Solemnity of Mary, Mother of God. Luke 2:16-21
AIM: To present Mary as the model of trusting faith in the new year.
A new year! What will it bring? Some great success? Humiliating failure? Unexpected happiness, or sudden loss? Dramatic change, or just more of the same? Illness, suffering, or death? We cannot know what the new year will bring. The one certain thing about the future is its uncertainty. As we venture into the unknown, the Church gives us, on this New Year’s Day, a feast in honor of Mary, the Mother of God. Does this mean that Mary is as important as her Son, equal even with God? Of course not.
Why does the Church dedicate this first day of the new year in a special way to Mary? Because Mary is, in a unique way, the woman of faith. While only on the threshold of her teens, Mary was asked by God to venture into an unknown future, filled with suffering, the purpose and end of which she could not possibly understand in advance. We think of the angel’s message to Mary, that she was to be the mother of God’s Son, as something wonderful. To Mary, however, it meant being an unmarried mother in a little village, where everyone knew everyone else’s business, and where gossip was rife.
The faith which enabled Mary to accept her role in this mystery was no once-for-all thing. Her faith, like ours, needed to be constantly renewed amid suffering and misunderstanding. Joseph wanted to break their engagement. In the
heard the aged Simeon prophesy her
Son’s rejection and his mother’s suffering. When her twelve-year-old Son told
Mary and Joseph, who for three days had thought him lost in Jerusalem and
sought him frantically, that he had to be in his Father’s house, Luke tells us
that “they did not understand” what he was telling them. (Lk 2:50) temple Mary
There would be much more that Mary did not understand and could not understand. In time her Son left home. Often thereafter he seemed to be fulfilling his own command about “hating” parents and other close relatives, and one’s “own life too” (Lk 14:26). At
Cana, the site of his first miracle, Jesus appeared to
treat his mother with perplexing disrespect. Even at the Last Supper Jesus made
no place, it seems, for his mother. Only at Calvary
was she permitted to stand beside her now dying Son, along with “the disciple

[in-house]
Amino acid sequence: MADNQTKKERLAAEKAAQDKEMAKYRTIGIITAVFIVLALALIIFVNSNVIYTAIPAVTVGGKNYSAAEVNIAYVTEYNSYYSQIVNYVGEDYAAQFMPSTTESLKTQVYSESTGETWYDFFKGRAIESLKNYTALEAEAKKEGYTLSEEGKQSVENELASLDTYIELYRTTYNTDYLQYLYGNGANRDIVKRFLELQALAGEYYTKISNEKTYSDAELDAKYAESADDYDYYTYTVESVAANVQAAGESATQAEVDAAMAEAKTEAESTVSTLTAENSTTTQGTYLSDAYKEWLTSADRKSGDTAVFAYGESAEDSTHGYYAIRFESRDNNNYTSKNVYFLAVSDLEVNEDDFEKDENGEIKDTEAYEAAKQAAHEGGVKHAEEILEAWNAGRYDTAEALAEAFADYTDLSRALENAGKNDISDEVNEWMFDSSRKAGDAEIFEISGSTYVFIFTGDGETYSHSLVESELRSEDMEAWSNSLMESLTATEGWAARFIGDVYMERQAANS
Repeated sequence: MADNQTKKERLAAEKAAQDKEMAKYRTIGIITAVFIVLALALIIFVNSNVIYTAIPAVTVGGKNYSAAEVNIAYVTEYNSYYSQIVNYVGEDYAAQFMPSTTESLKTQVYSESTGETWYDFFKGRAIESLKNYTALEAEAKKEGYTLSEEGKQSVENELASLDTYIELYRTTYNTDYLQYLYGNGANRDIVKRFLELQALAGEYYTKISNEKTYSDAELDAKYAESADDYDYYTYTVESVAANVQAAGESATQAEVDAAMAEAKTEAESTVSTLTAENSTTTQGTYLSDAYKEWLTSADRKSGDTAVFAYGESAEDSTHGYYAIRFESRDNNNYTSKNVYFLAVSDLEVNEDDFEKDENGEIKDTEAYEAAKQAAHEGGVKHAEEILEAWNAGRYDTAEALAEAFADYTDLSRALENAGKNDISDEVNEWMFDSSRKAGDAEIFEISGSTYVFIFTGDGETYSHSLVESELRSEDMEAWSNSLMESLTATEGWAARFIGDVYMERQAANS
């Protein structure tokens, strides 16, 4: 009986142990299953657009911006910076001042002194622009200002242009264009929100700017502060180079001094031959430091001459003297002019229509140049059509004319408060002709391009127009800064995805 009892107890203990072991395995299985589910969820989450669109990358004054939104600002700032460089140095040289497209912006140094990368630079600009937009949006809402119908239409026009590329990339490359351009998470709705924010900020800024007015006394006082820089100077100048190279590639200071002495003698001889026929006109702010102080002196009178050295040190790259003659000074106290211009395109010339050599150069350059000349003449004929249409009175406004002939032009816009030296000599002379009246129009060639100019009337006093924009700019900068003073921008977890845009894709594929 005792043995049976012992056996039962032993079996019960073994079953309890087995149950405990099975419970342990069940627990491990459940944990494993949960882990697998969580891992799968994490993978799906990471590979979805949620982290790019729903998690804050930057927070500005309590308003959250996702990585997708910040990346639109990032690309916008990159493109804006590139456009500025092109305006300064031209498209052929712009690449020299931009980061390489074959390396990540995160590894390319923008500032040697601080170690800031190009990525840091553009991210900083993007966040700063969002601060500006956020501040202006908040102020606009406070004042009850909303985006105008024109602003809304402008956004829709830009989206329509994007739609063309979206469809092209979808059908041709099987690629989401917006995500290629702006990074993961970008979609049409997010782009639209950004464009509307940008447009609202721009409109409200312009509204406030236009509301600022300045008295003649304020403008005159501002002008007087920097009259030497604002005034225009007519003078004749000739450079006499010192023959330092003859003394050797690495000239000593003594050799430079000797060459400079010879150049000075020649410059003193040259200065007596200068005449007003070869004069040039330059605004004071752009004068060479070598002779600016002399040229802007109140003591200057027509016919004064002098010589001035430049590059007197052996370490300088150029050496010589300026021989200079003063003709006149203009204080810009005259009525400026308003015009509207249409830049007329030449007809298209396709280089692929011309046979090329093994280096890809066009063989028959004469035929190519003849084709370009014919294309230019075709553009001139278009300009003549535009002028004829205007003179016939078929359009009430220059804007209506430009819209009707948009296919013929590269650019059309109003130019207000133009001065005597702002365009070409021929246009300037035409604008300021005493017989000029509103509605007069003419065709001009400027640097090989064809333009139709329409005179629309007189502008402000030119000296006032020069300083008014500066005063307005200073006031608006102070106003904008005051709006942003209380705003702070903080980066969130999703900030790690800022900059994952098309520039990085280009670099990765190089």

whom Jesus loved” — deliberately left anonymous, so that he can represent the
ideal follower of Jesus Christ in every age and place.
There on Calvary Mary experienced the full truth of Simeon’s prophecy three decades before: that a sword would pierce her own soul. There she shared the anguish of her dying Son, as he cried: “My God, my God, why have you forsaken me?”
was the final and greatest test of Mary’s faith, the place where she had to
renew once again, as she had done so often before, the declaration of trusting
faith with which she had begun: “Let it be done to me according to your word.” The
final glimpse we have of Mary in the New Testament shows her to be still the
woman of faith: joining with the friends of Jesus in prayer in the upper room
before the outpouring of God’s Spirit at Pentecost, as Jesus had promised. (Cf. Acts 1:24) Jerusalem
The Church sets Mary before us today because she, like us, needed faith to journey into the unknown; because her faith can inspire in us the we faith we need for our journey into the unknown; and because Mary’s prayers support us on our pilgrim way.
Let me conclude with some words which evoke this trusting faith. They were written in
about a century ago. As you listen, you may wish to imagine them being spoken
to you by Mary, the woman of faith,
as you cross the threshold of a new year. England
“And I said to the man who stood at the gate of the year: ‘Give me a light that I may tread safely into the unknown. And he replied: ‘Go out into the darkness and put your hand into the hand of God. That shall be to you better than a light, and safer than a known way.’” [M. Louise Haskins; quoted by King George VI of England in his Christmas broadcast, 1939]